Parris Chang, professor emeritus of political science at Pennsylvania State University, is chief executive of the Taiwan Institute for Political, Economic and Strategic Studies. Previously, he was a Democratic Progressive Party legislator and deputy secretary-general of the National Security Council.
Wednesday 24 July 2013 / Hour 2, Block A: Charles Burton, Brock University, in re: Wheelchair-bound man, Mr Ji, tried to kill himself (by bomb, after asking people to move away so they wouldn’t be damaged) at Beijing airport (Terminal 3, once the world's largest building), having been paralyzed because he'd been beaten by thuggish police into paralysis because he didn’t pay high enough bribes, now in debt and unable to father children. Was a motorcyclist taxi man, now wants compensation from the local govt. Reminiscent of the self-immolation of the Tunisian fruit vendor Mohamed Bouazi, starting the Arab Spring. Also death of watermelon-seller under thugs Chung Gwon, pix circulated by Weibo. Everyone in the Beijing airport has a smartphone; his issue was multiplied by hundreds of millions in moments.
Photo below: Mohamed Bouazizi, the Tunisian fruit vendor who immolated himself in reaction to bureaucratic harassment, and in doing so ignited the Arab Spring.
The media have been extremely sympathetic, engendering concern among the thugocracy, which is delegitimizing itself one death at a time – exacerbated by regime's efforts to suppress information, of which everyone swiftly becomes aware. Regime fails both in economy and in creating an accountable and transparent, just, democratic, free society. Popular revulsion vs these thug tactics, strengthened by economic distress – many citizen have never witnessed a downturn. The Communist Party n longer has he power to shut down the conversation as social media are rising; the Party s slow-footed. Almost everyone in China has a smartphone with a camera. Deaths, women raped by officials, industrial accidents uncompensated, land and homes expropriations, police thuggery against illegal hawkers and against citizens who travel to Beijing to petition the government for redress.
A wheelchair-bound man who set off explosives in the Beijing airport over the weekend failed to end his own life but succeeded in getting authorities to re-examine his complaints amid an outpouring of public sympathy over his plight. The bomber, Ji Zhongxing, set off a homemade explosive device after being stopped from handling out leaflets drawing attention to an incident that left him partially paralyzed. Mr. Ji, 34, suffered arm injuries in the blast, but there were no other casualties, according to the official Xinhua news agency. Rather than condemn the bomber, Chinese social media users have instead expressed support for him, depicting him as a victim, not a terrorist. As evidence of his lack of malice, many pointed to eye-witness accounts and video (see above, but beware of graphic content) that suggested he told passersby to keep their distance before detonating the device. “What a kindhearted man! Who else in this country can stand up and say ‘I’m more righteous than he is’!” Zhao Xiao, professor at University of Science and Technology Beijing, wrote on Sina Corp.’s Twitter-like Weibo microblogging service over the weekend. The post had been forwarded more than 50,000 times by Monday afternoon. On Sunday, with public sympathy for Mr. Ji mounting, authorities in southern manufacturing city of Dongguan announced it had set up an investigation team to reexamine his allegations (in Chinese). According to Xinhua, Mr. Ji’s family began petitioning the Dongguan police in July 2005, saying Mr. Ji had been paralyzed as the result of a beating he had received at the hands of informal police staff the previous month. Mr. Ji was working in Dongguan as a motorcycle driver ferrying passengers around town, and was carrying someone at the time. A court investigation relying on testimony from the passenger found Mr. Ji’s injuries were the result, not of a beating, but of his motorcycle colliding with the police staff, Xinhua said. In its announcement Sunday, the Dongguan government said Mr. Ji had already sued twice, asking for roughly 330,000 yuan [more]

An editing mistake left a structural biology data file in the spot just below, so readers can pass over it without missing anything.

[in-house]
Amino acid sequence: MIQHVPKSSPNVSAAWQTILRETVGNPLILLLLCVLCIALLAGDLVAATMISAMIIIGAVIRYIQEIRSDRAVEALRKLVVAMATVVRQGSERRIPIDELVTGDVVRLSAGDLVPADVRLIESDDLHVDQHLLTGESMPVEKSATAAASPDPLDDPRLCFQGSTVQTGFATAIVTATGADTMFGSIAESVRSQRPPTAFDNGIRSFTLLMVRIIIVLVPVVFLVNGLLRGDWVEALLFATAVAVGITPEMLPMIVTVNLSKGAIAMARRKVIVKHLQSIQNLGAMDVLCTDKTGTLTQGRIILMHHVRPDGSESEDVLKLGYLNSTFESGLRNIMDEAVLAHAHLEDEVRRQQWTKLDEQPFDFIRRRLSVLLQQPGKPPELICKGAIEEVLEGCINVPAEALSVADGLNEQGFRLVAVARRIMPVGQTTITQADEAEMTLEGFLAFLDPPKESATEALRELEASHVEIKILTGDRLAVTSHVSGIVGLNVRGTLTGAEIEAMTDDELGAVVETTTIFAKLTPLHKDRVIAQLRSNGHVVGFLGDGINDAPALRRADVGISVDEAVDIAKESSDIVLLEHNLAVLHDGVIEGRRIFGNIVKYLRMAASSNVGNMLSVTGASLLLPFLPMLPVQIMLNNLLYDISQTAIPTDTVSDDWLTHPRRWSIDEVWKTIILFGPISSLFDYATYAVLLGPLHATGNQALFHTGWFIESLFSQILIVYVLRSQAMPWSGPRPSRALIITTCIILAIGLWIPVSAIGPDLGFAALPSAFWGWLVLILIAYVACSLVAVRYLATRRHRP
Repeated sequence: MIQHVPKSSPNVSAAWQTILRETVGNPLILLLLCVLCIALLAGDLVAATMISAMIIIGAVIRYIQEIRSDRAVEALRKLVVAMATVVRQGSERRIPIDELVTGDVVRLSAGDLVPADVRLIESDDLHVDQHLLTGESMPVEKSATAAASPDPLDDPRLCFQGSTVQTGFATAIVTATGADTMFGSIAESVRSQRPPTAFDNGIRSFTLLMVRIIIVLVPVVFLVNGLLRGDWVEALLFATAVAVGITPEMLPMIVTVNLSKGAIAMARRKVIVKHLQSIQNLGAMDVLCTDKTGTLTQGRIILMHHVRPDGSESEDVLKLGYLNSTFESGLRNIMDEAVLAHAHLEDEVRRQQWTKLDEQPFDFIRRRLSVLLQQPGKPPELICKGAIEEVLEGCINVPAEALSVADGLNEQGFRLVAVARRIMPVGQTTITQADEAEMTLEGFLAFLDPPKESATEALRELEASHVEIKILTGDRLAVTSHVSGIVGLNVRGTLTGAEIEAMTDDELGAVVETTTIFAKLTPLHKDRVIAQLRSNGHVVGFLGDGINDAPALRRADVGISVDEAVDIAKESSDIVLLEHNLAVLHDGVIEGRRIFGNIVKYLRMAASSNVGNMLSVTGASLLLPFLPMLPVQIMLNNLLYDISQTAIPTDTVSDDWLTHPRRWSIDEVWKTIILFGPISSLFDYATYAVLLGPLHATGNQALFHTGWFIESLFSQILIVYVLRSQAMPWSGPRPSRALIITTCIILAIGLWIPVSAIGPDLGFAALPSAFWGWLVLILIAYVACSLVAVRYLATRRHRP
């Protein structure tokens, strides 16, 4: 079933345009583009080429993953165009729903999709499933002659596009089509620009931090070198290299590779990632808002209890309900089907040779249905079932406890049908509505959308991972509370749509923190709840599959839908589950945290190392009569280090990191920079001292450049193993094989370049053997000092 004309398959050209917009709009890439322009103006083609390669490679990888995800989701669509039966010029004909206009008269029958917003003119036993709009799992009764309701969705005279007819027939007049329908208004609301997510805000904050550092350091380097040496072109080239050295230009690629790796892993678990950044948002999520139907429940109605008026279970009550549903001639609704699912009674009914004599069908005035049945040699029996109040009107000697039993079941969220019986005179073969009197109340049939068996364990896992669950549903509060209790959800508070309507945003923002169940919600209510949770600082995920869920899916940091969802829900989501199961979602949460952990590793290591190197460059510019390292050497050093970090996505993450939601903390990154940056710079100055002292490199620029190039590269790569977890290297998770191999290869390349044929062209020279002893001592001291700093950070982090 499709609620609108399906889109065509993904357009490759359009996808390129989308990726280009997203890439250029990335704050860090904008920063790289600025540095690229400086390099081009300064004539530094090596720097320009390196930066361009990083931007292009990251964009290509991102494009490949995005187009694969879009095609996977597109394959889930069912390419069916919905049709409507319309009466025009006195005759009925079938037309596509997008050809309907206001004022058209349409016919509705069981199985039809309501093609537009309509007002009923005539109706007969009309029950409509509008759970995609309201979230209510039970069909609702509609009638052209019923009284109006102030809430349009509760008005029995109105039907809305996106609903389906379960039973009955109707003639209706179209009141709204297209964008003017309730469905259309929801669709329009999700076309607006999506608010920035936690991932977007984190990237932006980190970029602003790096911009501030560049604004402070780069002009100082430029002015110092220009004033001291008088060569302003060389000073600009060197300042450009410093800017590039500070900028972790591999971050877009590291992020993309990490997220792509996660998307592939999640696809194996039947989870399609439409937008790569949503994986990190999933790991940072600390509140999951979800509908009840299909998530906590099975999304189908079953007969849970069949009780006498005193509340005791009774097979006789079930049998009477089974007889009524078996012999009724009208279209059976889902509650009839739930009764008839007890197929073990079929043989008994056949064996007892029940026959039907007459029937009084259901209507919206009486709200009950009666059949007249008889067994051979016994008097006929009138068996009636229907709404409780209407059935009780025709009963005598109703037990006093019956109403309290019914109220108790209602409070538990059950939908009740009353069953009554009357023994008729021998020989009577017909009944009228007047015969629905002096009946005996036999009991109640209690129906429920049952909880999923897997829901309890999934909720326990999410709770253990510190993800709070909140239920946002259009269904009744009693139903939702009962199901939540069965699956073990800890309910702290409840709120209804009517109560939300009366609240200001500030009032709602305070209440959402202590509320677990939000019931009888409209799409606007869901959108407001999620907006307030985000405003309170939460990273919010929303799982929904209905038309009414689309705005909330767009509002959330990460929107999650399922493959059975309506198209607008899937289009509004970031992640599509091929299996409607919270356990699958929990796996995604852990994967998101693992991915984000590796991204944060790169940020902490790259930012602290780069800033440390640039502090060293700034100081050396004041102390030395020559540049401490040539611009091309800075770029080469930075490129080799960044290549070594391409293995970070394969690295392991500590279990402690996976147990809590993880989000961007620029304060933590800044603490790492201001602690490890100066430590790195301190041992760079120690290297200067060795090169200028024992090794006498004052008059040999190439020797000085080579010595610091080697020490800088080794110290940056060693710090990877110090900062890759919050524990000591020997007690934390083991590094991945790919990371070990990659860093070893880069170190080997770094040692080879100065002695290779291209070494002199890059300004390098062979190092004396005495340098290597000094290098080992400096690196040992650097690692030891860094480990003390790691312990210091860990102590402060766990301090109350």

Wednesday 24 July 2013 / Hour 2, Block B: Todd Stein, Director of Government Relations at International Campaign for Tibet, in re: the masters of the Earth n Beijing were allowing photos of HH the Dalai Lama in Tibet in the East [in Amdo], but this "experiment" has suddenly been shut down; debate on administrators' perhaps allowing a tiny liberalization to defuse the tension. Their Tibet policy is entrenched from the top, calcified under Hu Jintao; officials need to follow a line. After mild loosening, another official went in to demand a harder line. Perhaps the new dvpts, incl an interview by an academic, are a small window of tolerance, a trial balloon.
Current status of someone displaying a photo not good. Xi Jiping's father knew HH the Dalai Lama, and his wife is Buddhist; still, a new leader is unable to change policies. Leaders around the world have an obligation to approach Xi to find a way to address the legitimate grievances of the Tibetan people. The Party's first premise is power; also, minerals and timber are in Tibet, and there's an important strategic dimension as a buffer between China and India GC: I'm a Christian, but I do subscribe to karma, and God will have his revenge on the despoliation of Tibet. JB: And they’re afraid of a photograph of the Dalai Lama. That's what frightens them.
Wednesday 24 July 2013 / Hour 2, Block C: Michael Auslin, AEI, in re: Michael Auslin: Now Comes the Hard Part for Abenomics